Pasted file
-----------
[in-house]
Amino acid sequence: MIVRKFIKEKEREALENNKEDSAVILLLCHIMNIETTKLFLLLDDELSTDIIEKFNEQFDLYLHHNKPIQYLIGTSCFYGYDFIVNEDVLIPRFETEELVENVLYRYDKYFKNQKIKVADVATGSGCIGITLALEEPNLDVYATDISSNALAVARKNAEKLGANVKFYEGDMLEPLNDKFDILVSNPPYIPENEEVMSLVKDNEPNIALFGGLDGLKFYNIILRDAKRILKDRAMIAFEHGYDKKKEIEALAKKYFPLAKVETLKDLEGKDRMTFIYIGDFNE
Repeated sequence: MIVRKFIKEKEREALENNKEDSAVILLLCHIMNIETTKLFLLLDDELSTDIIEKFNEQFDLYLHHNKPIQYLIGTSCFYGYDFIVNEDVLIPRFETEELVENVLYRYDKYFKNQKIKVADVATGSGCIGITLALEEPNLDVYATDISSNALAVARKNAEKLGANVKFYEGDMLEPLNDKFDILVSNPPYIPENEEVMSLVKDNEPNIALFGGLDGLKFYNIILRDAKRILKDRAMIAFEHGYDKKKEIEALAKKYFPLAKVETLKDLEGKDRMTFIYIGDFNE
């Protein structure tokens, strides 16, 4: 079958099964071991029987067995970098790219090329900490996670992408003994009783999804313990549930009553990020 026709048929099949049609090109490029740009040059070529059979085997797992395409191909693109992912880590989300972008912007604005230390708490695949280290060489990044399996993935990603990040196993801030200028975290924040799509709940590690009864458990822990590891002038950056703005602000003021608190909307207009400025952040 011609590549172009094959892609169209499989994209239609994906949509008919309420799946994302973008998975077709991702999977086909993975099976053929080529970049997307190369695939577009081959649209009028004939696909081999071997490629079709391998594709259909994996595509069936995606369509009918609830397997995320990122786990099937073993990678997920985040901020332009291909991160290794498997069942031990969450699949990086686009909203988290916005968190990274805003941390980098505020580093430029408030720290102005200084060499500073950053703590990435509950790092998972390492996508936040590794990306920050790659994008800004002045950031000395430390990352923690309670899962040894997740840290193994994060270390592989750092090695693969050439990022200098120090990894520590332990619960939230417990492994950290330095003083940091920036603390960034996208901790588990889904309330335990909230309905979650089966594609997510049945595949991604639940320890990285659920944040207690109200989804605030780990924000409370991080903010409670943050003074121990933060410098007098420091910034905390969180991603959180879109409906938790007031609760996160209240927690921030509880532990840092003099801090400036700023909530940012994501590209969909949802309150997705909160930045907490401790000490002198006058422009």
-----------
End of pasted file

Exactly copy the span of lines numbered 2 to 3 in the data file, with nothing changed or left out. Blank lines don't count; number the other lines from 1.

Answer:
Amino acid sequence: MIVRKFIKEKEREALENNKEDSAVILLLCHIMNIETTKLFLLLDDELSTDIIEKFNEQFDLYLHHNKPIQYLIGTSCFYGYDFIVNEDVLIPRFETEELVENVLYRYDKYFKNQKIKVADVATGSGCIGITLALEEPNLDVYATDISSNALAVARKNAEKLGANVKFYEGDMLEPLNDKFDILVSNPPYIPENEEVMSLVKDNEPNIALFGGLDGLKFYNIILRDAKRILKDRAMIAFEHGYDKKKEIEALAKKYFPLAKVETLKDLEGKDRMTFIYIGDFNE
Repeated sequence: MIVRKFIKEKEREALENNKEDSAVILLLCHIMNIETTKLFLLLDDELSTDIIEKFNEQFDLYLHHNKPIQYLIGTSCFYGYDFIVNEDVLIPRFETEELVENVLYRYDKYFKNQKIKVADVATGSGCIGITLALEEPNLDVYATDISSNALAVARKNAEKLGANVKFYEGDMLEPLNDKFDILVSNPPYIPENEEVMSLVKDNEPNIALFGGLDGLKFYNIILRDAKRILKDRAMIAFEHGYDKKKEIEALAKKYFPLAKVETLKDLEGKDRMTFIYIGDFNE